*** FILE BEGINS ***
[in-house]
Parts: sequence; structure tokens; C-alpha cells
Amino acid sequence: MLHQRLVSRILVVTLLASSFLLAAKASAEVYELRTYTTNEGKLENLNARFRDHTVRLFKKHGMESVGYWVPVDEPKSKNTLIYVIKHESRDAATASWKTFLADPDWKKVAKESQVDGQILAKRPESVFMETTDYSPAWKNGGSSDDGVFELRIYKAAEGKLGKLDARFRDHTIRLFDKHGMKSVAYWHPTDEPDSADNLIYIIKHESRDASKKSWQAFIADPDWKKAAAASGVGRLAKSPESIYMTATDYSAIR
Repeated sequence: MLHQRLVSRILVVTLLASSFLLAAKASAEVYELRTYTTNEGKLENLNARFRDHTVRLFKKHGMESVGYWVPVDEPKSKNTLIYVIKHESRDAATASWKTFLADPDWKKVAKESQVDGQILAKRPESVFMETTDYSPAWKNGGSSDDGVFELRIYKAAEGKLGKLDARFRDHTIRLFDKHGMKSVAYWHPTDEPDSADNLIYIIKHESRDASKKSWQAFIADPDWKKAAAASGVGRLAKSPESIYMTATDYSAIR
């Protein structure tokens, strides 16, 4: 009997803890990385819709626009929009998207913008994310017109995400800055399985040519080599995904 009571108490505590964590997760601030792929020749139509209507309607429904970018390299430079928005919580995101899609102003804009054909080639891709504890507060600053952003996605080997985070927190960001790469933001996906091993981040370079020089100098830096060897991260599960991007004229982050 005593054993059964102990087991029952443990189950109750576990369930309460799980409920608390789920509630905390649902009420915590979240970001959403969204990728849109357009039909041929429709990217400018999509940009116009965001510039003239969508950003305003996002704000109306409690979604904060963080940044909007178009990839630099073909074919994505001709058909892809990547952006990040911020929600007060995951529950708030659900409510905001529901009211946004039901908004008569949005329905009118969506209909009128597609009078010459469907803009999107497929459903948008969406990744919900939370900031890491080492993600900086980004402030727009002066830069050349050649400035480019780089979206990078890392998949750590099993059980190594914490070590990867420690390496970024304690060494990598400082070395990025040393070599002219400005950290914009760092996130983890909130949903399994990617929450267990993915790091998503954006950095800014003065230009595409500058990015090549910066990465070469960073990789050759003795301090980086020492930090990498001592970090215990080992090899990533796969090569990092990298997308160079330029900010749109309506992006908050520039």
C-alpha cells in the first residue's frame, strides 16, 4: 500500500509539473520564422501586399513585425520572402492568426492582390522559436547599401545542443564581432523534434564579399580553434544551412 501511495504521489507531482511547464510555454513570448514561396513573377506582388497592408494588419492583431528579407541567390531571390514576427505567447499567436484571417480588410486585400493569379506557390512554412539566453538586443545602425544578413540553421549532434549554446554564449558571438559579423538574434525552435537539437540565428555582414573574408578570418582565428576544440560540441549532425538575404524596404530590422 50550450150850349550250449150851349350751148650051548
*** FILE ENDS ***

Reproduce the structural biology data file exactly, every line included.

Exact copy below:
[in-house]
Parts: sequence; structure tokens; C-alpha cells
Amino acid sequence: MLHQRLVSRILVVTLLASSFLLAAKASAEVYELRTYTTNEGKLENLNARFRDHTVRLFKKHGMESVGYWVPVDEPKSKNTLIYVIKHESRDAATASWKTFLADPDWKKVAKESQVDGQILAKRPESVFMETTDYSPAWKNGGSSDDGVFELRIYKAAEGKLGKLDARFRDHTIRLFDKHGMKSVAYWHPTDEPDSADNLIYIIKHESRDASKKSWQAFIADPDWKKAAAASGVGRLAKSPESIYMTATDYSAIR
Repeated sequence: MLHQRLVSRILVVTLLASSFLLAAKASAEVYELRTYTTNEGKLENLNARFRDHTVRLFKKHGMESVGYWVPVDEPKSKNTLIYVIKHESRDAATASWKTFLADPDWKKVAKESQVDGQILAKRPESVFMETTDYSPAWKNGGSSDDGVFELRIYKAAEGKLGKLDARFRDHTIRLFDKHGMKSVAYWHPTDEPDSADNLIYIIKHESRDASKKSWQAFIADPDWKKAAAASGVGRLAKSPESIYMTATDYSAIR
């Protein structure tokens, strides 16, 4: 009997803890990385819709626009929009998207913008994310017109995400800055399985040519080599995904 009571108490505590964590997760601030792929020749139509209507309607429904970018390299430079928005919580995101899609102003804009054909080639891709504890507060600053952003996605080997985070927190960001790469933001996906091993981040370079020089100098830096060897991260599960991007004229982050 005593054993059964102990087991029952443990189950109750576990369930309460799980409920608390789920509630905390649902009420915590979240970001959403969204990728849109357009039909041929429709990217400018999509940009116009965001510039003239969508950003305003996002704000109306409690979604904060963080940044909007178009990839630099073909074919994505001709058909892809990547952006990040911020929600007060995951529950708030659900409510905001529901009211946004039901908004008569949005329905009118969506209909009128597609009078010459469907803009999107497929459903948008969406990744919900939370900031890491080492993600900086980004402030727009002066830069050349050649400035480019780089979206990078890392998949750590099993059980190594914490070590990867420690390496970024304690060494990598400082070395990025040393070599002219400005950290914009760092996130983890909130949903399994990617929450267990993915790091998503954006950095800014003065230009595409500058990015090549910066990465070469960073990789050759003795301090980086020492930090990498001592970090215990080992090899990533796969090569990092990298997308160079330029900010749109309506992006908050520039």
C-alpha cells in the first residue's frame, strides 16, 4: 500500500509539473520564422501586399513585425520572402492568426492582390522559436547599401545542443564581432523534434564579399580553434544551412 501511495504521489507531482511547464510555454513570448514561396513573377506582388497592408494588419492583431528579407541567390531571390514576427505567447499567436484571417480588410486585400493569379506557390512554412539566453538586443545602425544578413540553421549532434549554446554564449558571438559579423538574434525552435537539437540565428555582414573574408578570418582565428576544440560540441549532425538575404524596404530590422 50550450150850349550250449150851349350751148650051548